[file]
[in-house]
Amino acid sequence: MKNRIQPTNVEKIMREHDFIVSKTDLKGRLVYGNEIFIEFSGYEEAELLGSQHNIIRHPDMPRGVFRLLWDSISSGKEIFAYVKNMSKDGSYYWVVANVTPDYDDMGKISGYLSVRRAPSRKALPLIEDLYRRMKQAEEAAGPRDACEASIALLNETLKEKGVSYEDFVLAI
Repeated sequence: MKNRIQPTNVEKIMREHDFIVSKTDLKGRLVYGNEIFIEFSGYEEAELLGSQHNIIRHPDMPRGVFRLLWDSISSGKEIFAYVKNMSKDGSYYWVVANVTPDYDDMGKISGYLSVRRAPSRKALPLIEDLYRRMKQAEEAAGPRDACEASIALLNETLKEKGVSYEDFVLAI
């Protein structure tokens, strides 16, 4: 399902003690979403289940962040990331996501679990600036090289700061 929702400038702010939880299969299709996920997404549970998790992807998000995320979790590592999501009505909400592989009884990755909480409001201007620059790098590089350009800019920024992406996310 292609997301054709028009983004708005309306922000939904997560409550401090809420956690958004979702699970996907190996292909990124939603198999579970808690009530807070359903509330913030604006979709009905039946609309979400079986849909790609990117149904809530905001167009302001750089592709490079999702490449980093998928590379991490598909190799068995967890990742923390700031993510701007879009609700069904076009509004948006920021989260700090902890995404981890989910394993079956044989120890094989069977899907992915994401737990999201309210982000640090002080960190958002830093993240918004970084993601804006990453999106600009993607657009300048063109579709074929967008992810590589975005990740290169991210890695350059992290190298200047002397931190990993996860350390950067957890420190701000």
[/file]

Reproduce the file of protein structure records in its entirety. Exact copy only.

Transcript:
[in-house]
Amino acid sequence: MKNRIQPTNVEKIMREHDFIVSKTDLKGRLVYGNEIFIEFSGYEEAELLGSQHNIIRHPDMPRGVFRLLWDSISSGKEIFAYVKNMSKDGSYYWVVANVTPDYDDMGKISGYLSVRRAPSRKALPLIEDLYRRMKQAEEAAGPRDACEASIALLNETLKEKGVSYEDFVLAI
Repeated sequence: MKNRIQPTNVEKIMREHDFIVSKTDLKGRLVYGNEIFIEFSGYEEAELLGSQHNIIRHPDMPRGVFRLLWDSISSGKEIFAYVKNMSKDGSYYWVVANVTPDYDDMGKISGYLSVRRAPSRKALPLIEDLYRRMKQAEEAAGPRDACEASIALLNETLKEKGVSYEDFVLAI
């Protein structure tokens, strides 16, 4: 399902003690979403289940962040990331996501679990600036090289700061 929702400038702010939880299969299709996920997404549970998790992807998000995320979790590592999501009505909400592989009884990755909480409001201007620059790098590089350009800019920024992406996310 292609997301054709028009983004708005309306922000939904997560409550401090809420956690958004979702699970996907190996292909990124939603198999579970808690009530807070359903509330913030604006979709009905039946609309979400079986849909790609990117149904809530905001167009302001750089592709490079999702490449980093998928590379991490598909190799068995967890990742923390700031993510701007879009609700069904076009509004948006920021989260700090902890995404981890989910394993079956044989120890094989069977899907992915994401737990999201309210982000640090002080960190958002830093993240918004970084993601804006990453999106600009993607657009300048063109579709074929967008992810590589975005990740290169991210890695350059992290190298200047002397931190990993996860350390950067957890420190701000």